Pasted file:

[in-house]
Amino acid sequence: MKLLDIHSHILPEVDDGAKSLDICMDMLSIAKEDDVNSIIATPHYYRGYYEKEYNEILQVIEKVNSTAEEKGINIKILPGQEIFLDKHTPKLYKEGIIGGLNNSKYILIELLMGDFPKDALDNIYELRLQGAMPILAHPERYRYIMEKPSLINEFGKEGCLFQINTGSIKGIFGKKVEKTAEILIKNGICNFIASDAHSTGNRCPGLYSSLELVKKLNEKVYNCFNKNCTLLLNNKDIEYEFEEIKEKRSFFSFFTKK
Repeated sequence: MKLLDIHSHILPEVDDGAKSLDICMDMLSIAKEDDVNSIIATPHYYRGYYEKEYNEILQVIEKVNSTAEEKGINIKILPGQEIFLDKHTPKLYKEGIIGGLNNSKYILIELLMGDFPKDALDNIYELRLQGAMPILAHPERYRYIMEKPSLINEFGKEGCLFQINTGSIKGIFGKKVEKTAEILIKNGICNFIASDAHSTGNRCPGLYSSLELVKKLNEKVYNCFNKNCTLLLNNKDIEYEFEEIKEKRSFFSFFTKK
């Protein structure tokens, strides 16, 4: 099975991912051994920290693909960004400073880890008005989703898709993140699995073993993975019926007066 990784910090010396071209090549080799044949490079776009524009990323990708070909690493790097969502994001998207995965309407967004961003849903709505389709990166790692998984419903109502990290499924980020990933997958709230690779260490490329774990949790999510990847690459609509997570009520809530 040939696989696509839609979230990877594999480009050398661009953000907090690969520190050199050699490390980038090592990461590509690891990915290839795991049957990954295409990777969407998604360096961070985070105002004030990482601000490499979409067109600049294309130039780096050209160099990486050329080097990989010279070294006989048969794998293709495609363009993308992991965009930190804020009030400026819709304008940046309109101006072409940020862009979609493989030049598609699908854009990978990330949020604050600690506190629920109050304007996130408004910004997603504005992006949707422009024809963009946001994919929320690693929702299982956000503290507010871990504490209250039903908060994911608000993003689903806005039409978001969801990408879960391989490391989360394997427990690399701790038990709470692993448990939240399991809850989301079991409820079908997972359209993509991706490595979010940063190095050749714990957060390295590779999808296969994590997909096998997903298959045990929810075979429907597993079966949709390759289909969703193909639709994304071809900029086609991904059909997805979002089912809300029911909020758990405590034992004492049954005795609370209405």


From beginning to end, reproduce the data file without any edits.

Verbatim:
[in-house]
Amino acid sequence: MKLLDIHSHILPEVDDGAKSLDICMDMLSIAKEDDVNSIIATPHYYRGYYEKEYNEILQVIEKVNSTAEEKGINIKILPGQEIFLDKHTPKLYKEGIIGGLNNSKYILIELLMGDFPKDALDNIYELRLQGAMPILAHPERYRYIMEKPSLINEFGKEGCLFQINTGSIKGIFGKKVEKTAEILIKNGICNFIASDAHSTGNRCPGLYSSLELVKKLNEKVYNCFNKNCTLLLNNKDIEYEFEEIKEKRSFFSFFTKK
Repeated sequence: MKLLDIHSHILPEVDDGAKSLDICMDMLSIAKEDDVNSIIATPHYYRGYYEKEYNEILQVIEKVNSTAEEKGINIKILPGQEIFLDKHTPKLYKEGIIGGLNNSKYILIELLMGDFPKDALDNIYELRLQGAMPILAHPERYRYIMEKPSLINEFGKEGCLFQINTGSIKGIFGKKVEKTAEILIKNGICNFIASDAHSTGNRCPGLYSSLELVKKLNEKVYNCFNKNCTLLLNNKDIEYEFEEIKEKRSFFSFFTKK
């Protein structure tokens, strides 16, 4: 099975991912051994920290693909960004400073880890008005989703898709993140699995073993993975019926007066 990784910090010396071209090549080799044949490079776009524009990323990708070909690493790097969502994001998207995965309407967004961003849903709505389709990166790692998984419903109502990290499924980020990933997958709230690779260490490329774990949790999510990847690459609509997570009520809530 040939696989696509839609979230990877594999480009050398661009953000907090690969520190050199050699490390980038090592990461590509690891990915290839795991049957990954295409990777969407998604360096961070985070105002004030990482601000490499979409067109600049294309130039780096050209160099990486050329080097990989010279070294006989048969794998293709495609363009993308992991965009930190804020009030400026819709304008940046309109101006072409940020862009979609493989030049598609699908854009990978990330949020604050600690506190629920109050304007996130408004910004997603504005992006949707422009024809963009946001994919929320690693929702299982956000503290507010871990504490209250039903908060994911608000993003689903806005039409978001969801990408879960391989490391989360394997427990690399701790038990709470692993448990939240399991809850989301079991409820079908997972359209993509991706490595979010940063190095050749714990957060390295590779999808296969994590997909096998997903298959045990929810075979429907597993079966949709390759289909969703193909639709994304071809900029086609991904059909997805979002089912809300029911909020758990405590034992004492049954005795609370209405």